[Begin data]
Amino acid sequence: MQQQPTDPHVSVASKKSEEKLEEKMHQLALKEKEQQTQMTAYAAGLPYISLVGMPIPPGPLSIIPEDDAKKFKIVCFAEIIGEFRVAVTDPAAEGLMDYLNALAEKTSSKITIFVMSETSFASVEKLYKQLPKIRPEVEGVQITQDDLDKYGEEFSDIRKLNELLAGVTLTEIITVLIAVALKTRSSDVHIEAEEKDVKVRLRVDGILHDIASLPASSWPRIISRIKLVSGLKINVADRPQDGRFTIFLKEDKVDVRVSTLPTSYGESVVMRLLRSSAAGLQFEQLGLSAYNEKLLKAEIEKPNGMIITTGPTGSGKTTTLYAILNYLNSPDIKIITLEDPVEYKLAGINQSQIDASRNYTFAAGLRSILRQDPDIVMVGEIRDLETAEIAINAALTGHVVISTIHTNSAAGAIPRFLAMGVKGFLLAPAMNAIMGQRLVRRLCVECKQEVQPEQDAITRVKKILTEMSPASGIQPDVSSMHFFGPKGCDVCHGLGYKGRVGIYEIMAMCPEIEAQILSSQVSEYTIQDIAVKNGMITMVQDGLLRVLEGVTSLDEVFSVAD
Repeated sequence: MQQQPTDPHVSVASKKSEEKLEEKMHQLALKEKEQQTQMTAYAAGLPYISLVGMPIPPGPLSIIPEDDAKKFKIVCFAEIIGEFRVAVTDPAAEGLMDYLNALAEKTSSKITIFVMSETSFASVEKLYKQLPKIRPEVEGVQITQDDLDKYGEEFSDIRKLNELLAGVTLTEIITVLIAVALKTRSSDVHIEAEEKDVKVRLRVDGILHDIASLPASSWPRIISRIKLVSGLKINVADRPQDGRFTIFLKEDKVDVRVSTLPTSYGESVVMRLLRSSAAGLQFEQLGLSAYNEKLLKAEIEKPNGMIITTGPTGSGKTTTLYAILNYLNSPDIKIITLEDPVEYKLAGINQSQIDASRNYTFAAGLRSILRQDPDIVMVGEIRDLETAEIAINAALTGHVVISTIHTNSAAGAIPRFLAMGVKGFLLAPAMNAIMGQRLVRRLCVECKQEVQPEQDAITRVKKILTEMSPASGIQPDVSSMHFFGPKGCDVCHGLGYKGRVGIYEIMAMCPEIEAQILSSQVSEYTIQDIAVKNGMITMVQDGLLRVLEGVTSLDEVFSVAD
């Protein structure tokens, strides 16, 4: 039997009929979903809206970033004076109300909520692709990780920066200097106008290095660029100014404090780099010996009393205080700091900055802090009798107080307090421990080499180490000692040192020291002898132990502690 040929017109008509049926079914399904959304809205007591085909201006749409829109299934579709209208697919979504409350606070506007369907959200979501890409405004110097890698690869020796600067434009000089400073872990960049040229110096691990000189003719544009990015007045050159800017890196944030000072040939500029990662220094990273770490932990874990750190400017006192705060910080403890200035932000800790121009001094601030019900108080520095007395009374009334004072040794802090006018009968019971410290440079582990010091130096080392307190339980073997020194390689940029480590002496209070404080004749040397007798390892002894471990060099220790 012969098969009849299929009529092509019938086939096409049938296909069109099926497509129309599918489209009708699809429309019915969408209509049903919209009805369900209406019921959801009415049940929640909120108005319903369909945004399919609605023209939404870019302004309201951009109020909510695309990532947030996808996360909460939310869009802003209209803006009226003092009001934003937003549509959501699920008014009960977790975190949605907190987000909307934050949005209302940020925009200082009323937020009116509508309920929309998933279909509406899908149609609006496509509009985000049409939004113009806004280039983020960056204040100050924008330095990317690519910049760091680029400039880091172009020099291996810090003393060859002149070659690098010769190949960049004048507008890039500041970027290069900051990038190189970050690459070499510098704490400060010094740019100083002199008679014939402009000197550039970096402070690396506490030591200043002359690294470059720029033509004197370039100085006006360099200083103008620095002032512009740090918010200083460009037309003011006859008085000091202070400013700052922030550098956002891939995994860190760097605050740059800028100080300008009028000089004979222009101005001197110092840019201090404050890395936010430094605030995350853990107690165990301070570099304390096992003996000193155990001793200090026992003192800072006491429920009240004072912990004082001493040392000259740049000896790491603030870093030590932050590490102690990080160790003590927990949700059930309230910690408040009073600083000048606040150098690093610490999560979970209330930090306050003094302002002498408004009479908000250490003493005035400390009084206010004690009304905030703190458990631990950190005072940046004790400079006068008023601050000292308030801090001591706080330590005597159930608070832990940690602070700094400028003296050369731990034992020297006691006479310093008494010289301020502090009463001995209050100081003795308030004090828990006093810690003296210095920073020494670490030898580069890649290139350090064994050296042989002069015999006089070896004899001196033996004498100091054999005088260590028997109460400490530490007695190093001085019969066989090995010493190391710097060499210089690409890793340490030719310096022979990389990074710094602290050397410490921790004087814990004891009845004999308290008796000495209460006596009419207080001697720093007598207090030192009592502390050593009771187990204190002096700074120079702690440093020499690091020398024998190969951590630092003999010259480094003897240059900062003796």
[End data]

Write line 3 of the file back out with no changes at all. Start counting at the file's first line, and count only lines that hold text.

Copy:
């Protein structure tokens, strides 16, 4: 039997009929979903809206970033004076109300909520692709990780920066200097106008290095660029100014404090780099010996009393205080700091900055802090009798107080307090421990080499180490000692040192020291002898132990502690 040929017109008509049926079914399904959304809205007591085909201006749409829109299934579709209208697919979504409350606070506007369907959200979501890409405004110097890698690869020796600067434009000089400073872990960049040229110096691990000189003719544009990015007045050159800017890196944030000072040939500029990662220094990273770490932990874990750190400017006192705060910080403890200035932000800790121009001094601030019900108080520095007395009374009334004072040794802090006018009968019971410290440079582990010091130096080392307190339980073997020194390689940029480590002496209070404080004749040397007798390892002894471990060099220790 012969098969009849299929009529092509019938086939096409049938296909069109099926497509129309599918489209009708699809429309019915969408209509049903919209009805369900209406019921959801009415049940929640909120108005319903369909945004399919609605023209939404870019302004309201951009109020909510695309990532947030996808996360909460939310869009802003209209803006009226003092009001934003937003549509959501699920008014009960977790975190949605907190987000909307934050949005209302940020925009200082009323937020009116509508309920929309998933279909509406899908149609609006496509509009985000049409939004113009806004280039983020960056204040100050924008330095990317690519910049760091680029400039880091172009020099291996810090003393060859002149070659690098010769190949960049004048507008890039500041970027290069900051990038190189970050690459070499510098704490400060010094740019100083002199008679014939402009000197550039970096402070690396506490030591200043002359690294470059720029033509004197370039100085006006360099200083103008620095002032512009740090918010200083460009037309003011006859008085000091202070400013700052922030550098956002891939995994860190760097605050740059800028100080300008009028000089004979222009101005001197110092840019201090404050890395936010430094605030995350853990107690165990301070570099304390096992003996000193155990001793200090026992003192800072006491429920009240004072912990004082001493040392000259740049000896790491603030870093030590932050590490102690990080160790003590927990949700059930309230910690408040009073600083000048606040150098690093610490999560979970209330930090306050003094302002002498408004009479908000250490003493005035400390009084206010004690009304905030703190458990631990950190005072940046004790400079006068008023601050000292308030801090001591706080330590005597159930608070832990940690602070700094400028003296050369731990034992020297006691006479310093008494010289301020502090009463001995209050100081003795308030004090828990006093810690003296210095920073020494670490030898580069890649290139350090064994050296042989002069015999006089070896004899001196033996004498100091054999005088260590028997109460400490530490007695190093001085019969066989090995010493190391710097060499210089690409890793340490030719310096022979990389990074710094602290050397410490921790004087814990004891009845004999308290008796000495209460006596009419207080001697720093007598207090030192009592502390050593009771187990204190002096700074120079702690440093020499690091020398024998190969951590630092003999010259480094003897240059900062003796």